Why the business elite are taking on ultra-marathons

Races traversing the Amazonian jungle, Antarctica, the Sahara, Gobi and Atacama deserts have more in common than just their gruelling physical trials. As it transpires they each draw around 30% of their demographics from the financial sector, evidence of a growing tendency amongst the business elite to take on ultra-marathons.

It is unsurprising to see high-net worth competitors participating, given a race such as the Marathon des Sable would set you back £3,000, but it is arguably the challenge rather than the price which determines this highly driven population. Dean Karnazes, a 52-year-old veteran runner, sums this attitude up perfectly in his autobiography Ultramarathon Man.

Struggling and suffering are the essence of a life worth living. If you’re not pushing yourself beyond the comfort zone, if you’re not demanding more from yourself – expanding and learning as you go – you’re choosing a numb existence.

On the other hand a German study* by financial experts Peter Limbach and Florian Sonnenburg hypothesised that exercise “moderates stress and increases cognitive [activity] and job performance, suggesting running may in fact be the root of their success. They took 2,694 CEOs with 9,694 finishes in Germany’s top 15 marathons and cross-referenced the firm values of companies on the S&P 1500 Index over a 10-year-period. The study found companies lead by marathon-running CEOs were typically valued 4-10% higher than those helmed by non-runners. Running, they mused, was the perfect fit for these individuals, being “a primary sport for people who travel a lot, have changing schedules, a high need for flexibility and considerable workload.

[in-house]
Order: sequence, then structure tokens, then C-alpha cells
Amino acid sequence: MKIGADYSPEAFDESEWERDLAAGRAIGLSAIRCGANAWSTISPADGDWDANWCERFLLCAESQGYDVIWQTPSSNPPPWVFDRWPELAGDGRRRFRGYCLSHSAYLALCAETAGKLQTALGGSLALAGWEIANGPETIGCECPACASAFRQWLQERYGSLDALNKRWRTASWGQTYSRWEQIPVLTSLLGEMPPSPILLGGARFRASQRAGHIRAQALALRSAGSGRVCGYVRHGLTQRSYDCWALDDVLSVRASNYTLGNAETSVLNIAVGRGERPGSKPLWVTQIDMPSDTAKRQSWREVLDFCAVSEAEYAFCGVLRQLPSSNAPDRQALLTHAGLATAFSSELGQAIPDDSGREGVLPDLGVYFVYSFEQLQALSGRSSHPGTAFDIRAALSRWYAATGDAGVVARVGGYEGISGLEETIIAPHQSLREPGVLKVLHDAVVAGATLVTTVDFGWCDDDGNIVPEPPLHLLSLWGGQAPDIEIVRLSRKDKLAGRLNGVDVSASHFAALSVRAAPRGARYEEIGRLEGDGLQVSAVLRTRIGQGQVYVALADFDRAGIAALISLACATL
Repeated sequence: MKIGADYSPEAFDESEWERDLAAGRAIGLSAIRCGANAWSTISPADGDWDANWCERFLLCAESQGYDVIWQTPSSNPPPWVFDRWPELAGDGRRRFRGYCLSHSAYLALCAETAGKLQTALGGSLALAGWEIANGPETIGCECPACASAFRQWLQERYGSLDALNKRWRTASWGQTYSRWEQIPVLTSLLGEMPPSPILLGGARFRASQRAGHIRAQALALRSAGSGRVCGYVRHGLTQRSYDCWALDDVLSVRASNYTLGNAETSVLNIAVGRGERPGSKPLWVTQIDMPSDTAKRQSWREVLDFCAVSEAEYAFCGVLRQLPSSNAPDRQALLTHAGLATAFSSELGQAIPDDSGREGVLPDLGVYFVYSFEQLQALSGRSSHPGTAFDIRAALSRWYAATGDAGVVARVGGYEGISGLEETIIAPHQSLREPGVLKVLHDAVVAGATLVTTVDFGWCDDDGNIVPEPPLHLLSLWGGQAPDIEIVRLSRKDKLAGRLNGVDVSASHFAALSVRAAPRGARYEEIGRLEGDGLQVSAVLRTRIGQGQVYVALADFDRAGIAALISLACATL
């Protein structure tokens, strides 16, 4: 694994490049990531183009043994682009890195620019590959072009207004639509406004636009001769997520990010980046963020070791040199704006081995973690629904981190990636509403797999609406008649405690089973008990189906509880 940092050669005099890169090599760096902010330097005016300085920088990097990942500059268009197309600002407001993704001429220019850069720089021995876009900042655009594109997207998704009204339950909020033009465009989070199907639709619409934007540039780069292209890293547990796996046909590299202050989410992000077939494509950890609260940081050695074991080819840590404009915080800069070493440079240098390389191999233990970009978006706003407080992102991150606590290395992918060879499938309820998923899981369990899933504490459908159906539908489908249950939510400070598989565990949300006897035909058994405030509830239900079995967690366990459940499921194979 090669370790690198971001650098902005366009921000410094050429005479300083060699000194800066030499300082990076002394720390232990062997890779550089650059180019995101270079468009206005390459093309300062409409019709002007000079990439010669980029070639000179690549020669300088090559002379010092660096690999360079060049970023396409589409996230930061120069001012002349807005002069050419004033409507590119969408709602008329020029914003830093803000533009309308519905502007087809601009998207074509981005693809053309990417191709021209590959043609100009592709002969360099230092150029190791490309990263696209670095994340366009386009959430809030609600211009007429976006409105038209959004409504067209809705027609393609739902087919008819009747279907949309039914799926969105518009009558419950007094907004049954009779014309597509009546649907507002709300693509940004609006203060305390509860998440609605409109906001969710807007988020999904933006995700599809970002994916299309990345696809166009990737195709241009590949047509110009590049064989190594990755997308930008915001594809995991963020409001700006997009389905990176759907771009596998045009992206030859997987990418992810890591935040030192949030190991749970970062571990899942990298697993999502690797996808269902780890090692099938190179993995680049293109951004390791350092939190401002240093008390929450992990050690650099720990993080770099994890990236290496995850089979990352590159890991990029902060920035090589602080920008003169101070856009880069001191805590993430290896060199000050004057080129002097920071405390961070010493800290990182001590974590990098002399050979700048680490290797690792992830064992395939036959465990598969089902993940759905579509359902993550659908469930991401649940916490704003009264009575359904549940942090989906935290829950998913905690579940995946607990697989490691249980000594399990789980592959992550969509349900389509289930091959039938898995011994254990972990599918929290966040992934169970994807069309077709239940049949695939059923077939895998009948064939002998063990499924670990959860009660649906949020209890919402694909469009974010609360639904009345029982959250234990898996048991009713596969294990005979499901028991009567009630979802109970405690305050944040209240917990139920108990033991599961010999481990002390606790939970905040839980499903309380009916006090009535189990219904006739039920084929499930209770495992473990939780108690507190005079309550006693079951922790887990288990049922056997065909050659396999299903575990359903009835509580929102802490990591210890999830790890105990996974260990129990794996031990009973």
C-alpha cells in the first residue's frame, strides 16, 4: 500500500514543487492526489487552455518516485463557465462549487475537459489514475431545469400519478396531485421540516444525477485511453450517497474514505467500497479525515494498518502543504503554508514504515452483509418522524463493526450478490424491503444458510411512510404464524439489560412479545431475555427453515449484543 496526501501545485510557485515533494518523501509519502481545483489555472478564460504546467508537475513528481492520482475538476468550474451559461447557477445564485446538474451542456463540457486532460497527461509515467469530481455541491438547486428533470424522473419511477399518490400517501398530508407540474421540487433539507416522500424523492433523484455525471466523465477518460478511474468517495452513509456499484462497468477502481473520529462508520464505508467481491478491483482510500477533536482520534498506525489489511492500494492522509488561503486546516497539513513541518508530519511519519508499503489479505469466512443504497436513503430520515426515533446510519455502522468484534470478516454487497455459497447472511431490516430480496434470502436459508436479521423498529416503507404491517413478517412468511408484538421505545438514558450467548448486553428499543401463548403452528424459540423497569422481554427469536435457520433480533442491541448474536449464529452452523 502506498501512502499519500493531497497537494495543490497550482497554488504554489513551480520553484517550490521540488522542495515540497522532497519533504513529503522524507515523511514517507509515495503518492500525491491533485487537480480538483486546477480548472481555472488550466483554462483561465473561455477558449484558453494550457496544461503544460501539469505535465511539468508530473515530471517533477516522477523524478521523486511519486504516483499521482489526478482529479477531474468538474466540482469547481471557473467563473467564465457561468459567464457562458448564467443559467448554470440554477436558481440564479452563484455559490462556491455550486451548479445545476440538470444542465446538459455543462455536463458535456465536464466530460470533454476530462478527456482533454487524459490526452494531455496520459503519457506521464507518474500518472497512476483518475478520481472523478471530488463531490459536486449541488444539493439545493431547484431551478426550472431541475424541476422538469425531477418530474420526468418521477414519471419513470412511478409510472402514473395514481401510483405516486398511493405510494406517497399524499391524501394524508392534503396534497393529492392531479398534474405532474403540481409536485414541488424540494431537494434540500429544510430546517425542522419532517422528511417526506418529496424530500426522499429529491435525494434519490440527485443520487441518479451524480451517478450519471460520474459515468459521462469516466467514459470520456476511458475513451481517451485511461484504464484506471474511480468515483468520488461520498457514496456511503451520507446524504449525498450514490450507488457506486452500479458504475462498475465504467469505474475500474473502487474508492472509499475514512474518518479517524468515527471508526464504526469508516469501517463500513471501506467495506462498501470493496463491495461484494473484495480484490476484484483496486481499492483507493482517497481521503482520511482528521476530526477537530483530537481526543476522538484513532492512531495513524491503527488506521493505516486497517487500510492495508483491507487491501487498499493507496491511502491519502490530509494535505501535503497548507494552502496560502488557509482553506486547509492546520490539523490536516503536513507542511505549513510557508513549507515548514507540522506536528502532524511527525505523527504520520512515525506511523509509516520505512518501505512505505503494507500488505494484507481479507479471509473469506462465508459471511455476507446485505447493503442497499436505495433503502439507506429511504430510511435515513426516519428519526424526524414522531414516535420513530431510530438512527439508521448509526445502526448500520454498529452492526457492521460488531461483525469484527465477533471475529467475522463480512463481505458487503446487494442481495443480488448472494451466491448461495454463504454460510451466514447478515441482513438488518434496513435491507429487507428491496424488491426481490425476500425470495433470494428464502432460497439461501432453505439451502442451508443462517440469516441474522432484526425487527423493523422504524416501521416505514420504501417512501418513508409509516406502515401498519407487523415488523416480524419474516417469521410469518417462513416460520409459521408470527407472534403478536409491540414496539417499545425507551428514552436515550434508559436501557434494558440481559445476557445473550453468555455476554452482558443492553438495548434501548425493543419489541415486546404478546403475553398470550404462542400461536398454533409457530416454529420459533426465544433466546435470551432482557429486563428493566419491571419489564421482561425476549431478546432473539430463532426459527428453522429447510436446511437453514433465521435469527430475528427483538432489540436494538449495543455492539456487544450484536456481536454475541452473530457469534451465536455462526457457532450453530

Harvard Medical School psychiatrist, John J. Ratey, rationalises this in Spark: The revolutionary new science of exercise and the brain.

Exercise unleashes a cascade of neurochemicals and growth factors physically bolstering the brain’s infrastructure… the brain responds like muscles do, growing with use, withering with inactivity.

The medical benefit of exercise on our brains is astounding, catalysing the development of fresh nerve cells (neurogenesis) and blood vessel growth (angiogenesis) to increase brain tissue. Researchers** found older adults who exercised saw a 2% growth in the hippocampus – the region of the brain accredited with enabling learning and memory – compared to peers who did not; all the more remarkable since it is not known for increasing at any point in adulthood. Exercise is also understood to slow Alzheimer’s and improve your mood, mimicking antidepressants and ultimately proving more effective than drugs at preventing a relapse into depression.

All of which begs the questions, with such a correlation between exercise and success, which is the chicken and which is the egg? Does ultra-running simply represent another proving-ground for extremely motivated individuals; or are businessmen and women finding themselves reinvigorated and rejuvenated by the sport itself? And lastly, is it so inconceivable to think we will ultimately reach a point where fitness becomes a hiring requirement?

Words By Dan Cater

* Social Science Research Netwrok

**PNAS – The Proceedings of the National Academy of Science

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